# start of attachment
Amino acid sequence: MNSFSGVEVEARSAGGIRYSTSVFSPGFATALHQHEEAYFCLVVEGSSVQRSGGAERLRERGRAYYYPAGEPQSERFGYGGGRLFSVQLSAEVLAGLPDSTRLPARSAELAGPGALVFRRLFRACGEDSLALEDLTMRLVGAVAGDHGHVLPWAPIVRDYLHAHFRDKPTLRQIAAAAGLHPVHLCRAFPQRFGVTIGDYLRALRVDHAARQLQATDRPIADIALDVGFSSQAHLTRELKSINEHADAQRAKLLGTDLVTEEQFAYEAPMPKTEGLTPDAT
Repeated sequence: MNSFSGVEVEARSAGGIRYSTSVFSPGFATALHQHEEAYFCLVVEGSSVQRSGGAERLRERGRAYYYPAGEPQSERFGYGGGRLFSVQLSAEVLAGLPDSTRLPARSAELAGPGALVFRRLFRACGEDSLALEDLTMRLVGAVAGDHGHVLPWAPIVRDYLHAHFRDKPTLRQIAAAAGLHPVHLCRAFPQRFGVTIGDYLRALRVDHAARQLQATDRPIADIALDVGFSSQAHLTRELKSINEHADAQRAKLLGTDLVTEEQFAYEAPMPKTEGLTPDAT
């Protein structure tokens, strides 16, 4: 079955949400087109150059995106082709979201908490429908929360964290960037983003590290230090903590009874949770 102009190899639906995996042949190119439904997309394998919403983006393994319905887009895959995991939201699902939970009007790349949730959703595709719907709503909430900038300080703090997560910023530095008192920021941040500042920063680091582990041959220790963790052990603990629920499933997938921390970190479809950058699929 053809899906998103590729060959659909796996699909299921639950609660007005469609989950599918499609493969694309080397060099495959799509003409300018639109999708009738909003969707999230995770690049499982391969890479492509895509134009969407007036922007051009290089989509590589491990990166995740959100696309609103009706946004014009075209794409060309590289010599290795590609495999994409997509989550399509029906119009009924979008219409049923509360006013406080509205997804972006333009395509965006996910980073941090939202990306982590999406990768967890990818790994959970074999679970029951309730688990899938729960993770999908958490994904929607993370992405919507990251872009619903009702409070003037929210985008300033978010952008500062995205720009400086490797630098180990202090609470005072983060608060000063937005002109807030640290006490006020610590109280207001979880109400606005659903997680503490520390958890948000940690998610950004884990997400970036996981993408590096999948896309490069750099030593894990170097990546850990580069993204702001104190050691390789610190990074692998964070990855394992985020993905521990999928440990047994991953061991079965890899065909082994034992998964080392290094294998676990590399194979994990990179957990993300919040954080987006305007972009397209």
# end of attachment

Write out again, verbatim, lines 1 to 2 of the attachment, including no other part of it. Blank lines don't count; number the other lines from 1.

Amino acid sequence: MNSFSGVEVEARSAGGIRYSTSVFSPGFATALHQHEEAYFCLVVEGSSVQRSGGAERLRERGRAYYYPAGEPQSERFGYGGGRLFSVQLSAEVLAGLPDSTRLPARSAELAGPGALVFRRLFRACGEDSLALEDLTMRLVGAVAGDHGHVLPWAPIVRDYLHAHFRDKPTLRQIAAAAGLHPVHLCRAFPQRFGVTIGDYLRALRVDHAARQLQATDRPIADIALDVGFSSQAHLTRELKSINEHADAQRAKLLGTDLVTEEQFAYEAPMPKTEGLTPDAT
Repeated sequence: MNSFSGVEVEARSAGGIRYSTSVFSPGFATALHQHEEAYFCLVVEGSSVQRSGGAERLRERGRAYYYPAGEPQSERFGYGGGRLFSVQLSAEVLAGLPDSTRLPARSAELAGPGALVFRRLFRACGEDSLALEDLTMRLVGAVAGDHGHVLPWAPIVRDYLHAHFRDKPTLRQIAAAAGLHPVHLCRAFPQRFGVTIGDYLRALRVDHAARQLQATDRPIADIALDVGFSSQAHLTRELKSINEHADAQRAKLLGTDLVTEEQFAYEAPMPKTEGLTPDAT